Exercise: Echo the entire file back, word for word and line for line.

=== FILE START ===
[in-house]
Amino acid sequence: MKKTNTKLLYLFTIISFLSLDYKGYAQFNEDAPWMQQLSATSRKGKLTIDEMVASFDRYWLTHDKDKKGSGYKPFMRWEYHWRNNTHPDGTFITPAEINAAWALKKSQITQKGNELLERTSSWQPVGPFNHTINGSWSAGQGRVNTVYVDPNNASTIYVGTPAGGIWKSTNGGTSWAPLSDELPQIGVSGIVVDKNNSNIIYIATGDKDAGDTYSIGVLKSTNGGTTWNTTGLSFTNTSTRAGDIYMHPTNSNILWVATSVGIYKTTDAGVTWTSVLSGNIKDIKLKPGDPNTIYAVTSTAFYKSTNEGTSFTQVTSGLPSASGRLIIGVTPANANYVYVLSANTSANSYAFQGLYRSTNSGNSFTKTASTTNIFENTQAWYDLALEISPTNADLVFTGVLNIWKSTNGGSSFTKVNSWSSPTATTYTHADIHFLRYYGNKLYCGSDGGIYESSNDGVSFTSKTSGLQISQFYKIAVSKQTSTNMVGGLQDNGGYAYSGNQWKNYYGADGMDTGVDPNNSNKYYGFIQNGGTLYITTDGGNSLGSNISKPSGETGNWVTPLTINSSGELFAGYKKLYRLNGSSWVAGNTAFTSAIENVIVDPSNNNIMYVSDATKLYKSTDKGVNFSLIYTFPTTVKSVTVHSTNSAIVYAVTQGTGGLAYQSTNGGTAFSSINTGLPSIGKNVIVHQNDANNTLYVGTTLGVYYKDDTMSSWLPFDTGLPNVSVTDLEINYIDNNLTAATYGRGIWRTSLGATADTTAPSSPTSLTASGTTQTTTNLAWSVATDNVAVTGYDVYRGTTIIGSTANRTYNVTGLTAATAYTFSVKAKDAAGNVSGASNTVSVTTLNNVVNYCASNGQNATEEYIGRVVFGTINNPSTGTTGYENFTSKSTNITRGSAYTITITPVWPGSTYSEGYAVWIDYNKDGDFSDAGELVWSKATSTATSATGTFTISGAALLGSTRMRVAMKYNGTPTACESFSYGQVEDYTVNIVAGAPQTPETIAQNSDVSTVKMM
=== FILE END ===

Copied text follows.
[in-house]
Amino acid sequence: MKKTNTKLLYLFTIISFLSLDYKGYAQFNEDAPWMQQLSATSRKGKLTIDEMVASFDRYWLTHDKDKKGSGYKPFMRWEYHWRNNTHPDGTFITPAEINAAWALKKSQITQKGNELLERTSSWQPVGPFNHTINGSWSAGQGRVNTVYVDPNNASTIYVGTPAGGIWKSTNGGTSWAPLSDELPQIGVSGIVVDKNNSNIIYIATGDKDAGDTYSIGVLKSTNGGTTWNTTGLSFTNTSTRAGDIYMHPTNSNILWVATSVGIYKTTDAGVTWTSVLSGNIKDIKLKPGDPNTIYAVTSTAFYKSTNEGTSFTQVTSGLPSASGRLIIGVTPANANYVYVLSANTSANSYAFQGLYRSTNSGNSFTKTASTTNIFENTQAWYDLALEISPTNADLVFTGVLNIWKSTNGGSSFTKVNSWSSPTATTYTHADIHFLRYYGNKLYCGSDGGIYESSNDGVSFTSKTSGLQISQFYKIAVSKQTSTNMVGGLQDNGGYAYSGNQWKNYYGADGMDTGVDPNNSNKYYGFIQNGGTLYITTDGGNSLGSNISKPSGETGNWVTPLTINSSGELFAGYKKLYRLNGSSWVAGNTAFTSAIENVIVDPSNNNIMYVSDATKLYKSTDKGVNFSLIYTFPTTVKSVTVHSTNSAIVYAVTQGTGGLAYQSTNGGTAFSSINTGLPSIGKNVIVHQNDANNTLYVGTTLGVYYKDDTMSSWLPFDTGLPNVSVTDLEINYIDNNLTAATYGRGIWRTSLGATADTTAPSSPTSLTASGTTQTTTNLAWSVATDNVAVTGYDVYRGTTIIGSTANRTYNVTGLTAATAYTFSVKAKDAAGNVSGASNTVSVTTLNNVVNYCASNGQNATEEYIGRVVFGTINNPSTGTTGYENFTSKSTNITRGSAYTITITPVWPGSTYSEGYAVWIDYNKDGDFSDAGELVWSKATSTATSATGTFTISGAALLGSTRMRVAMKYNGTPTACESFSYGQVEDYTVNIVAGAPQTPETIAQNSDVSTVKMM